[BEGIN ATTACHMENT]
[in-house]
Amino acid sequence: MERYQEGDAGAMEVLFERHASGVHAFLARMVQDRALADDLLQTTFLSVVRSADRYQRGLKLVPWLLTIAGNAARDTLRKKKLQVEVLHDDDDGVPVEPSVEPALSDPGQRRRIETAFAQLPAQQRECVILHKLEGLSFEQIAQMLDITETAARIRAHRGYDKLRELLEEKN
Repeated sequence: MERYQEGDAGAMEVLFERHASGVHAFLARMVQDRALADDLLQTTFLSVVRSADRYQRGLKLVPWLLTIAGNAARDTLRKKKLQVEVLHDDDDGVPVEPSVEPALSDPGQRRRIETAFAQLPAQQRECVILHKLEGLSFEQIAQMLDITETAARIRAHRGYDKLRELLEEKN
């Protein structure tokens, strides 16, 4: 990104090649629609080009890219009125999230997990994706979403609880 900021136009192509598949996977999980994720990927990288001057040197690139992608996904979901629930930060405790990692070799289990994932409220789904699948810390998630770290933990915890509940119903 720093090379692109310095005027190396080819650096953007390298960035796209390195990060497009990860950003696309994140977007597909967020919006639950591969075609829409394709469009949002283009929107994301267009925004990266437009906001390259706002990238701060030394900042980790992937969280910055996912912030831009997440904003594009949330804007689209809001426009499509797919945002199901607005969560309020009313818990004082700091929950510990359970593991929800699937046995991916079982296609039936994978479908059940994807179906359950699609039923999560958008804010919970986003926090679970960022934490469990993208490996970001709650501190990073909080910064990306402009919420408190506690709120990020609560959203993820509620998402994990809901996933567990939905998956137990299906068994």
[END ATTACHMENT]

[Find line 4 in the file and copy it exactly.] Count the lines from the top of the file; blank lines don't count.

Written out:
């Protein structure tokens, strides 16, 4: 990104090649629609080009890219009125999230997990994706979403609880 900021136009192509598949996977999980994720990927990288001057040197690139992608996904979901629930930060405790990692070799289990994932409220789904699948810390998630770290933990915890509940119903 720093090379692109310095005027190396080819650096953007390298960035796209390195990060497009990860950003696309994140977007597909967020919006639950591969075609829409394709469009949002283009929107994301267009925004990266437009906001390259706002990238701060030394900042980790992937969280910055996912912030831009997440904003594009949330804007689209809001426009499509797919945002199901607005969560309020009313818990004082700091929950510990359970593991929800699937046995991916079982296609039936994978479908059940994807179906359950699609039923999560958008804010919970986003926090679970960022934490469990993208490996970001709650501190990073909080910064990306402009919420408190506690709120990020609560959203993820509620998402994990809901996933567990939905998956137990299906068994």